Next, a low-impedance, conductive porous carbon coating was deposited onto a plasma etched porous electrode within a structure substantially identical to that used during etching. A plasma of argon gas containing about 18 percent propylene at a flow rate of about 7.7 to 7.8 Sccm and a pressure of about 50 μHg provided a plasma flow that was run for between 35 and 150 minutes, while the substrates and their stage were maintained at a temperature of about 340° C.
The carbon coated pacing electrodes thus prepared were subjected to various tests and analyses. Adhesion was tested by directing a jet of compressed gas onto and by applying "Scotch" tape to the carbon coating. Neither test removed any of the coating. While black powder could be manually rubbed off sections of the carbon coating, the coating itself did not rub off. The linear polarization of the pacing electrode is excellent, the electrode polarization being between 100 and 225 mV through about 2 msec. The polarization impedance was about 45 to 90 ohms. A scratch in the carbon coating does not substantially change the polarization impedance. Electrode recovery is exceptionally fast, recovery being substantially complete at about 7 msec. from the polarization potential. The electrodes prepared according to this invention have an exceptionally low impedance which is not substantially affected by simulated pacing for one month. The impedance at about -0.75 V was about 480 ohms for one of the electrodes tested and about 543 ohms for another tested electrode during the cathodic sweep of cyclic voltammetry tests from -1.0 to +1.0 V versus a calomel reference electrode.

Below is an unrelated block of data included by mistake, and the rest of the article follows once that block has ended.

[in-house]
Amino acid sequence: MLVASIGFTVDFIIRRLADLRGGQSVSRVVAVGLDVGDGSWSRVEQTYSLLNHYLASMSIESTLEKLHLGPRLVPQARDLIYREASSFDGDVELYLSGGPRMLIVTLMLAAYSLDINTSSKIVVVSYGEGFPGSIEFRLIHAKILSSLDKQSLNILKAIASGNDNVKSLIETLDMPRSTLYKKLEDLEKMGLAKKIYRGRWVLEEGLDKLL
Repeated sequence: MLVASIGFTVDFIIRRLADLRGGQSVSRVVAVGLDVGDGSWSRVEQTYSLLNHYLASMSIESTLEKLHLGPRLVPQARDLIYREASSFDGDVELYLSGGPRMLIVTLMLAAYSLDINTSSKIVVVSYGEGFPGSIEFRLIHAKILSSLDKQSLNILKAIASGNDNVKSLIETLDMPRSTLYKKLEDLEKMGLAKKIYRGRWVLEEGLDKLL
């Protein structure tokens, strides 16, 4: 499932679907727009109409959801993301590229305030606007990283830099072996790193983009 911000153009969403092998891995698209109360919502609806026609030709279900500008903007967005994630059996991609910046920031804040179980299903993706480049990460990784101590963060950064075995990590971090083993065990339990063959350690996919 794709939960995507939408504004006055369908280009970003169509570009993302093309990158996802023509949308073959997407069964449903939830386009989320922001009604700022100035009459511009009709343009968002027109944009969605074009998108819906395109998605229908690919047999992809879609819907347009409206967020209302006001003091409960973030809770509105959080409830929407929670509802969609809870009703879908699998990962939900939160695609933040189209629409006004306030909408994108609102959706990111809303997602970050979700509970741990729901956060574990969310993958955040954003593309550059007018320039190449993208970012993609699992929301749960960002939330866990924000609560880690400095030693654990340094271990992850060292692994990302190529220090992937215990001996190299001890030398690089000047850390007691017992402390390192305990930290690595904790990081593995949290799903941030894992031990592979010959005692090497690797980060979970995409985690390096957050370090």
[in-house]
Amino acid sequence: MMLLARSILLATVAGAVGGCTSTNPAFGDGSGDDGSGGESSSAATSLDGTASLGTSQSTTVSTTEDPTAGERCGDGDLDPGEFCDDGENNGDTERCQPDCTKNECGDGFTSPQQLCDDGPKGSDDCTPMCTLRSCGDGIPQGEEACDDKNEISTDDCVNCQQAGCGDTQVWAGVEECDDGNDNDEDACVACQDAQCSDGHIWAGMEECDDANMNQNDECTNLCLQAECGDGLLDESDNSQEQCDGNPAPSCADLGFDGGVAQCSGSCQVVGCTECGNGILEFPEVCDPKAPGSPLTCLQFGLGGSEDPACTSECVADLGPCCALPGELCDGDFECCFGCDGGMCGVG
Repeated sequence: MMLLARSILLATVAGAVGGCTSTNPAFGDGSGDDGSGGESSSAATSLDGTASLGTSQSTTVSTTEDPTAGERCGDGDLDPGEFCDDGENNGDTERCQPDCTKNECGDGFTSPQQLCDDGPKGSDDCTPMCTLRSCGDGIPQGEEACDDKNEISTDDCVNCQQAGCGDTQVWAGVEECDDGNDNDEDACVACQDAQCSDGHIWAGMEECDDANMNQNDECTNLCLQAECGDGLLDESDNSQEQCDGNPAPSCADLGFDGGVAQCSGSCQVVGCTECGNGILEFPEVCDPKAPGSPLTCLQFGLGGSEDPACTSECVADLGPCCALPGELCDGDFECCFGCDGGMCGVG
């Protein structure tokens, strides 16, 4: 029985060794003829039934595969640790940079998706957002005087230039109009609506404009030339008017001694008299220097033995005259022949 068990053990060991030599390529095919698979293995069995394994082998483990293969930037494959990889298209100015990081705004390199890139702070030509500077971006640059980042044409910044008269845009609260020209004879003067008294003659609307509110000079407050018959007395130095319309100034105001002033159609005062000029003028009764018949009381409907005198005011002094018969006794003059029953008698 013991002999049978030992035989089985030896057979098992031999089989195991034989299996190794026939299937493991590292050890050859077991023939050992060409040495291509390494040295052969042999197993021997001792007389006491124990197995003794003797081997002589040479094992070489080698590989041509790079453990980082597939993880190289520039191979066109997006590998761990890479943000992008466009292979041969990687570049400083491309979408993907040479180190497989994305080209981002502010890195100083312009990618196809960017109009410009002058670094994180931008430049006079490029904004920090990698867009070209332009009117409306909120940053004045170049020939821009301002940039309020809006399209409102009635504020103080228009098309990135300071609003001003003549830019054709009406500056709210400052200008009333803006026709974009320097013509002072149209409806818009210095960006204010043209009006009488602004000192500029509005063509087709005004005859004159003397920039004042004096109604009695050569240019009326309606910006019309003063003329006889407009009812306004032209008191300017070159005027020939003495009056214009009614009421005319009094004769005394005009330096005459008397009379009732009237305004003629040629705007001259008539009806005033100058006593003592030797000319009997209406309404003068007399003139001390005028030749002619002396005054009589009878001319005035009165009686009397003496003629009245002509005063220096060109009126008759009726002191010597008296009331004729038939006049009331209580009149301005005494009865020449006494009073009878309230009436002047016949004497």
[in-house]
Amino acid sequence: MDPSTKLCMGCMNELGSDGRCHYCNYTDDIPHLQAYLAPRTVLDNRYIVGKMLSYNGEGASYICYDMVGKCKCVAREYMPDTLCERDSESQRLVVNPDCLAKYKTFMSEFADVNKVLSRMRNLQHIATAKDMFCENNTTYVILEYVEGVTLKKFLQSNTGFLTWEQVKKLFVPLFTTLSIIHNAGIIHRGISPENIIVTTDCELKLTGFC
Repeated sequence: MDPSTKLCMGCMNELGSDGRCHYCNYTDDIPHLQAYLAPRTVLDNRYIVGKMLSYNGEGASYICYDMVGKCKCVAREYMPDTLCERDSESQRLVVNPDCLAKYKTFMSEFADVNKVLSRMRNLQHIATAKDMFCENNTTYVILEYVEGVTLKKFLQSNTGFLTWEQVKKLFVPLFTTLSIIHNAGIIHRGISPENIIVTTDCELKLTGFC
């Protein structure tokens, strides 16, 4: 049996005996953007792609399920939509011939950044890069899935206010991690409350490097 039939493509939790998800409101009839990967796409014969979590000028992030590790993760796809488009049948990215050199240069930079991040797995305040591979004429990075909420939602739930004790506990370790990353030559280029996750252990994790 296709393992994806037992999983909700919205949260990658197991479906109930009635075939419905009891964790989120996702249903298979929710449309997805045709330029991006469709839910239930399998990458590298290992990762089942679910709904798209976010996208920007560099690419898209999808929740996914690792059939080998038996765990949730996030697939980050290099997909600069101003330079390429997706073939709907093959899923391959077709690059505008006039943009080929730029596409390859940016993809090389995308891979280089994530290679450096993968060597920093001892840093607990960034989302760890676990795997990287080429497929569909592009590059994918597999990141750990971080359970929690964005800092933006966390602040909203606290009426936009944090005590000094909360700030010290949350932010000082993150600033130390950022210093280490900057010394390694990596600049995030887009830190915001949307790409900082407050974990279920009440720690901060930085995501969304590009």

The preceeding work of Example I in accordance with this invention was essentially repeated, except the substrate was a smooth, round-tipped, non-porous titanium electrode. This non-porous substrate was satisfactorily etched and the conductive carbon was deposited thereon. Adhesion of the conductive carbon was inferior to that of Example I. The carbon coating was easily removed by a tweezers.